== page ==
If you’re unfamiliar, check out a brief primer on the Stud 8 rules

Recently in SIG’s training class, there was a hand of 7 Card Stud/8-or-Better that had an interesting play worth discussing. This is a high/low game, where the best 5-card poker hand out of 7 cards wins half the pot, and the best low hand (that has no card higher than an 8, and no pairs) wins the other half of the pot. Straights and flushes do not count against the low hand. If there are no low hands, the high hand wins the whole pot.

There were 7 people playing the hand. The 4♣ (who we will call Player A) was the forced bet, or the “bring-in,” followed by a 5 (folded), Q (raised – we’ll call him Player B), 10 (folded), 10 (folded), 9 (folded), K (folded), and Kh (folded). Player A held 72 as his hole cards, giving him a potential low hand against the raising Q, so he called.

After fourth street, the boards were xxQJ vs (27)47. Player B bet out, and Player A called.

Fifth street paired both hands; the boards were now xxQJJ vs (27)477. The original low draw turned into three-of-a-kind for Player A, who has every reason to believe this is the best hand at this point. Player B bet out, and Player A raised. Player B decided to call at this point.

Sixth street looked like no improvement for either hand; boards were now xxQJJ3 vs (27)477T. Player B checked (as you would expect after he had just been raised on 5th street), and Player A bet out. Player B hand then raised. Take a moment here to think about what you would do if you were Player A and had the 477T hand.

Player A re-raised (making it three bets now), figuring that his three-of-a-kind was a pretty powerful holding in this spot, especially since he thought his opponent had two pair, Queens and Jacks. This is the decision that merits some examination.

One of the important aspects of playing winning poker is being able to not only make an initial assessment of an opponent’s holdings (or range of hands an opponent could have), but also adjusting that assessment based on the opponent’s actions. This is referred to as Bayesian updating; what hand (or range of hands) do I think he is holding given the way he has acted.

This decision is particularly difficult, because you also have to think about what the opponent would think your range of hands could be. (Be careful digging too deeply into this iterative chain of thought; it is turtles all the way down.) In this case, it seems pretty clear that Player A’s most likely hand is three-of-a-kind. During the hand, though, Player A did not think that was the case; he thought there was a chance Player B may have thought he raised on 5th street with a pair and a low draw. The problem with this thinking, though, is that Player B knows that if Player A had a low draw, he had not yet made his low; the Ten on 6th street would have been exactly the card that he would have wanted to avoid with that draw, so he would take a free card to see the river. Likewise, given that the most likely hand that Player B has on 5th street is two-pair, with an overcard to the pair they see, it would likely not be profitable for a pair and a low draw to raise here, anyway. (The exceptions are if one of the low cards is an Ace, in which case this is about a 50/50 play, or if the low cards are an open straight draw, like 56 in the hole, giving a hand like 45677, which can catch cards that give the holder the entire pot, giving this hand about a 5:4 edge in equity.)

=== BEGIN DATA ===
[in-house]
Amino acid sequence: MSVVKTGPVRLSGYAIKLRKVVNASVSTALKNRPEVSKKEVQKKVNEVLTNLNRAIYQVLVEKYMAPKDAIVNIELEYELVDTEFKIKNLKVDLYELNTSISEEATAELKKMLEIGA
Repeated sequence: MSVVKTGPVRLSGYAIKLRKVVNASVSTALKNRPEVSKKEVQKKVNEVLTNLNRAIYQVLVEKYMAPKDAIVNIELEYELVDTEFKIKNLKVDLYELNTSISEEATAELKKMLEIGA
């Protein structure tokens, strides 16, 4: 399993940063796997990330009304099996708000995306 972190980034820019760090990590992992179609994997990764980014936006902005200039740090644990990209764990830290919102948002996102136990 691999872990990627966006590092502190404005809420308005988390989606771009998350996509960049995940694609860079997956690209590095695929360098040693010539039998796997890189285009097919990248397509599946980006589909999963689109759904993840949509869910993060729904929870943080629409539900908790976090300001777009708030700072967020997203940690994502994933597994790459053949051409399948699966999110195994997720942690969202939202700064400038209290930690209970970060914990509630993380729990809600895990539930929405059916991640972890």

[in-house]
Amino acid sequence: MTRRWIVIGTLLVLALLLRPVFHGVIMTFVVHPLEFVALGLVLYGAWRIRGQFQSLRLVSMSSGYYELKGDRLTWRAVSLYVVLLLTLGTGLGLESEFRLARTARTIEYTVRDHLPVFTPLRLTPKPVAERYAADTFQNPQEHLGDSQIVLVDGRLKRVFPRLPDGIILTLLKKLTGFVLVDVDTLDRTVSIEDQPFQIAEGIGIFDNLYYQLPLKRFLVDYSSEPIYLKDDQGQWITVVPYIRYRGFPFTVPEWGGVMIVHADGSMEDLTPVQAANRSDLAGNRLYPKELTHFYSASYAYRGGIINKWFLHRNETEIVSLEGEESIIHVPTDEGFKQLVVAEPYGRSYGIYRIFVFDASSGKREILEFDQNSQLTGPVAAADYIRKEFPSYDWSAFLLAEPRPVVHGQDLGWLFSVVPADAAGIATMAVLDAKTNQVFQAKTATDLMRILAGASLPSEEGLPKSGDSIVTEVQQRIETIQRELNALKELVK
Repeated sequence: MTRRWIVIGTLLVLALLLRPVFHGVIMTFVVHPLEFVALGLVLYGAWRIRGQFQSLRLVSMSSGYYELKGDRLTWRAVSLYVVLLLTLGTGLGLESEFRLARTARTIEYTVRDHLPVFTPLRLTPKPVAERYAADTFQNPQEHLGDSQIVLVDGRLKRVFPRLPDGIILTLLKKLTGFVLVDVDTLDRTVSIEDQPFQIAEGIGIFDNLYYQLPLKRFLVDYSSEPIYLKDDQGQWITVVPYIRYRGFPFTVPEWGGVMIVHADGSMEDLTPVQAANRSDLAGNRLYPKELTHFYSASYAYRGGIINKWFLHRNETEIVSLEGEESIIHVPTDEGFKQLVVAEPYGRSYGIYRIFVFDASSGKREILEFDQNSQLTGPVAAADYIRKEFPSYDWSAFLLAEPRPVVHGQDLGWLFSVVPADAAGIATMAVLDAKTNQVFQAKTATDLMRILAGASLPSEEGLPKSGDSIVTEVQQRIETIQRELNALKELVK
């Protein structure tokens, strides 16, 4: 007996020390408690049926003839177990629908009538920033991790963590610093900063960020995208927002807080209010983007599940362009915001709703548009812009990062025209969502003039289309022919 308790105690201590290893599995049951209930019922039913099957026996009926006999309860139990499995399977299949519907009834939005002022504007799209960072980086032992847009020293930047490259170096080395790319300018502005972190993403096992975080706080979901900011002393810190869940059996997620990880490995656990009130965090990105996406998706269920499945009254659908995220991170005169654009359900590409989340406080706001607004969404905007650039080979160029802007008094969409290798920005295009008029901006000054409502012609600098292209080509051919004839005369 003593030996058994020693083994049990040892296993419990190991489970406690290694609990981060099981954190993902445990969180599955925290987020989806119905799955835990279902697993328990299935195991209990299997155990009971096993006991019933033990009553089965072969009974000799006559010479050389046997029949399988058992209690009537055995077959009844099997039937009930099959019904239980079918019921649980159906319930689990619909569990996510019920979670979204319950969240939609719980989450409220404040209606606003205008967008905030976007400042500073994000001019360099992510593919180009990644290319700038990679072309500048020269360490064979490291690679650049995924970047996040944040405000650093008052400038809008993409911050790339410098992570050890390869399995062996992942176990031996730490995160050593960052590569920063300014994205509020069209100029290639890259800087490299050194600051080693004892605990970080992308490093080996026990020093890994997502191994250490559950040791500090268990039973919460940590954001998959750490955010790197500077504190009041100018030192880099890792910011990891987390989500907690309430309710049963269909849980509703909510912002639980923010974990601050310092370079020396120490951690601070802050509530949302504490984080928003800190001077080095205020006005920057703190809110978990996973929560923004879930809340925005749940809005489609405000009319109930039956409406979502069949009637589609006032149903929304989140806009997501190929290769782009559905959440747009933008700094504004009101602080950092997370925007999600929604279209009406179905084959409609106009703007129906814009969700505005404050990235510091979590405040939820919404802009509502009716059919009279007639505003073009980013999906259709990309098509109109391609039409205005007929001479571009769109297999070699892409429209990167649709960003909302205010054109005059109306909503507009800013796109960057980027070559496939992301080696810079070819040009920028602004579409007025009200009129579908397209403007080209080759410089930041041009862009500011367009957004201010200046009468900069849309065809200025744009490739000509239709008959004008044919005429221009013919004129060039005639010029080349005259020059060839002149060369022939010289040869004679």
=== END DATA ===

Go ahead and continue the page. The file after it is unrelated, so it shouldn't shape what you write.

From the range of hands that Player A could have raised on 5th street, the only one that Player B could expect would bet again on 6th street is the three-of-a-kind. In order for Player B to check and then raise, his most likely hand is three Jacks or better. (Since we know he has two Jacks showing, “better” here means Jacks-full-of-Queens, Queens-full-of-Jacks, 3s-full-of-Jacks, Jacks-full-of-3s, or four Jacks.) Against any of the possible holdings of the opponent, the actual hand (27477T) either only has 1 card to win (the last 7 in the deck), or 7 cards to win (if the opponent has the 3s-full-of-Jacks hand or three Jacks, and both of these hands can improve if the opponent catches another Jack).

The actual outcome of the hand does not matter (though it is worth noting in this case that Player B did, in fact, have a full house already, and made the right decision to re-raise). The important point is to readjust your read after you get the additional information of the opponent’s actions. Poker is a game of asymmetric information, but you can deduce a lot of the information that another player has from the way they play their hand.

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